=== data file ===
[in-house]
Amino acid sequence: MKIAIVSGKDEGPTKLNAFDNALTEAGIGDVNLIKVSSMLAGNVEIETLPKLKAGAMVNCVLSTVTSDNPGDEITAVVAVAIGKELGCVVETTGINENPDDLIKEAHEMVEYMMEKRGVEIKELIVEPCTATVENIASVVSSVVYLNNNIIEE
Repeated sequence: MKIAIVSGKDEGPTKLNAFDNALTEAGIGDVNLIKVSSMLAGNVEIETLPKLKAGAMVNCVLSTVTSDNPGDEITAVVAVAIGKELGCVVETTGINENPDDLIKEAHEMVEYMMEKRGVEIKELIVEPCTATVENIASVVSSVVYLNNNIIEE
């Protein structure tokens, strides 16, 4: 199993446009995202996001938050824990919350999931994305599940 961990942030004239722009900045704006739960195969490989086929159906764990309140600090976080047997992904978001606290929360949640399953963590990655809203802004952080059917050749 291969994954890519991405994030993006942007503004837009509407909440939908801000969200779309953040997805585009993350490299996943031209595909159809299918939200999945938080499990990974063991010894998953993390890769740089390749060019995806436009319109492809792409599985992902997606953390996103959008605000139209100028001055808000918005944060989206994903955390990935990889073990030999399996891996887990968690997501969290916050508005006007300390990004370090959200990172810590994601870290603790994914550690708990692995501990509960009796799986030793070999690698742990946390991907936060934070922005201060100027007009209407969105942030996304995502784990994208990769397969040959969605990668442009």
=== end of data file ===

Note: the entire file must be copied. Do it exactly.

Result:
[in-house]
Amino acid sequence: MKIAIVSGKDEGPTKLNAFDNALTEAGIGDVNLIKVSSMLAGNVEIETLPKLKAGAMVNCVLSTVTSDNPGDEITAVVAVAIGKELGCVVETTGINENPDDLIKEAHEMVEYMMEKRGVEIKELIVEPCTATVENIASVVSSVVYLNNNIIEE
Repeated sequence: MKIAIVSGKDEGPTKLNAFDNALTEAGIGDVNLIKVSSMLAGNVEIETLPKLKAGAMVNCVLSTVTSDNPGDEITAVVAVAIGKELGCVVETTGINENPDDLIKEAHEMVEYMMEKRGVEIKELIVEPCTATVENIASVVSSVVYLNNNIIEE
């Protein structure tokens, strides 16, 4: 199993446009995202996001938050824990919350999931994305599940 961990942030004239722009900045704006739960195969490989086929159906764990309140600090976080047997992904978001606290929360949640399953963590990655809203802004952080059917050749 291969994954890519991405994030993006942007503004837009509407909440939908801000969200779309953040997805585009993350490299996943031209595909159809299918939200999945938080499990990974063991010894998953993390890769740089390749060019995806436009319109492809792409599985992902997606953390996103959008605000139209100028001055808000918005944060989206994903955390990935990889073990030999399996891996887990968690997501969290916050508005006007300390990004370090959200990172810590994601870290603790994914550690708990692995501990509960009796799986030793070999690698742990946390991907936060934070922005201060100027007009209407969105942030996304995502784990994208990769397969040959969605990668442009």